CALGARY — The Calgary Flames have struggled this season and general manager Brad Treliving said he knows why.
“If you had an identity for our team, we’re an inconsistent team,” Treliving said in comments published by Sportsnet on Thursday. “That’s not usually the identity you draw up. When I say inconsistency, I’m talking about the highs and the lows. You’re not going to have your ‘A’ game every night. Good teams have a good ‘B’ game where they can have success some nights, playing air-tight defensively and being good on special teams. Our problem is we’ve got an ‘A’ game and a ‘D’ game.”
The Flames, who host the Ottawa Senators on Thursday (9 p.m. ET; SNW, TSN5, RDS2, NHL.TV), are fifth in the Scotia North Division with a 10-11-2 record. They trail the Montreal Canadiens by three points for fourth with two more games played. The top four teams in each division qualify for the Stanley Cup Playoffs.
Calgary is 3-6-1 in its past 10 games entering Wednesday, including two losses to the last-place Senators, and has not won consecutive games since a three-game winning streak from Feb. 6-11. Treliving said he knows the fan base is unhappy with the Flames’ results this season.
“We’re not spending a whole lot of time on what the white noise is, but I get it — everybody is up in arms,” Treliving said. “When you don’t perform, there are consequences. Everyone should be taking shots at you. Enough of the preaching, it all comes down to actions, not sucking your thumb and … moaning. Our players have got to be better — all of us have to be better. It’s easy to point fingers. That doesn’t help us get to where we need to be.”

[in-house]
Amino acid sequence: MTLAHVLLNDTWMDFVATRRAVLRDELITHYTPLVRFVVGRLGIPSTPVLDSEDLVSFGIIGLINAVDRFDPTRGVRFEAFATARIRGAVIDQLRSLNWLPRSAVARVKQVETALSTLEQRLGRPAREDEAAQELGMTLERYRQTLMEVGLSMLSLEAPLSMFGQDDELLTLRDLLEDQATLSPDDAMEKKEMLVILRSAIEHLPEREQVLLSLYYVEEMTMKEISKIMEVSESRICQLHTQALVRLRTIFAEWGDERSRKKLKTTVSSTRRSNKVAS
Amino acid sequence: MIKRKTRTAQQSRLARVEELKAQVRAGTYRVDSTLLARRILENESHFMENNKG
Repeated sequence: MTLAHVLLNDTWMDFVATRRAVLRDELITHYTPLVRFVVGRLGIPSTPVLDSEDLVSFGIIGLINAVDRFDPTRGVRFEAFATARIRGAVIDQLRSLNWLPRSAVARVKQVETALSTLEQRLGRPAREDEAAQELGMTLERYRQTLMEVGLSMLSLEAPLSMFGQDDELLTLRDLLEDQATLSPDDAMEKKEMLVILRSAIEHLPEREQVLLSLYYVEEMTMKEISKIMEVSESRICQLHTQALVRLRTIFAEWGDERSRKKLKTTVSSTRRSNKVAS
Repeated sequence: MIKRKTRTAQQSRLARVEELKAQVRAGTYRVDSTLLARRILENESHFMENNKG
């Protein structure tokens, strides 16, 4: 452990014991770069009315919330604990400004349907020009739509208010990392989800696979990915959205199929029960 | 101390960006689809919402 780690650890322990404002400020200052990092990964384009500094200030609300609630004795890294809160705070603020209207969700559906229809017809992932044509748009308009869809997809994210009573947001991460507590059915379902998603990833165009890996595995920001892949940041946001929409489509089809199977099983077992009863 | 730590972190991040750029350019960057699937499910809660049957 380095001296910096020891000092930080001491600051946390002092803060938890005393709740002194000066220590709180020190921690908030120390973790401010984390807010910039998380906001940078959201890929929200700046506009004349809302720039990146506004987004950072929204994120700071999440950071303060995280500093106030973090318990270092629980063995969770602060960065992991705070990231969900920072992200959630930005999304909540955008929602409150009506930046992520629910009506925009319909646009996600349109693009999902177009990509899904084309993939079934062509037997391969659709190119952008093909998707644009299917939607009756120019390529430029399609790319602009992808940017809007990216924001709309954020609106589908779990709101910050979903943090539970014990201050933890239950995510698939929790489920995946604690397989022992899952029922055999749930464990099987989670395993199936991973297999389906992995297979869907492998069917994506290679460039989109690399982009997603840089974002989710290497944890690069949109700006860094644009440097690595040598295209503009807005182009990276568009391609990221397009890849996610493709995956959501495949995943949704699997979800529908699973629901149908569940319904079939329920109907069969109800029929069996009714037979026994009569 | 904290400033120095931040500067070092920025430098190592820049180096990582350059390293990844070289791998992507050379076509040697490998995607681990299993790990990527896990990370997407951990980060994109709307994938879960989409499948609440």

Calgary, which reached the Western Conference First Round last season after defeating the Winnipeg Jets in the Stanley Cup Qualifiers, entered this season with high expectations after signing goalie Jacob Markstrom to a six-year contract and defenseman Christopher Tanev to a four-year contract.
But the Flames have allowed 24 first-period goals, tied for fourth-most in the NHL with the Vancouver Canucks and Detroit Red Wings, and have eight losses when trailing after the first period, tied for the third-most in the NHL.
“I want to be hard to play against, hard-working, physical, tight-checking and have the skill and the ability to generate offense,” Treliving said.
“Have we played to that identity? No. At points, yes.”
Treliving said he doesn’t expect perfection, but the level of play needs to get better.
“We haven’t seen the ‘A’ game nearly enough … and then we have ‘D’ games,” Treliving said. “We see it within games, too, playing well one period and then drastically outplayed the next.
“There’s going to be ebbs and flows. You’re in a good division, you’re not going to dominate. You’ve got a find a ‘B’ game.”
Treliving said it’s up to the Flames players to turn their season around.
“I don’t know what waiting for something to happen means,” he said. “Your job is your job. Do it to the best of your ability and it’s amazing how things can change.”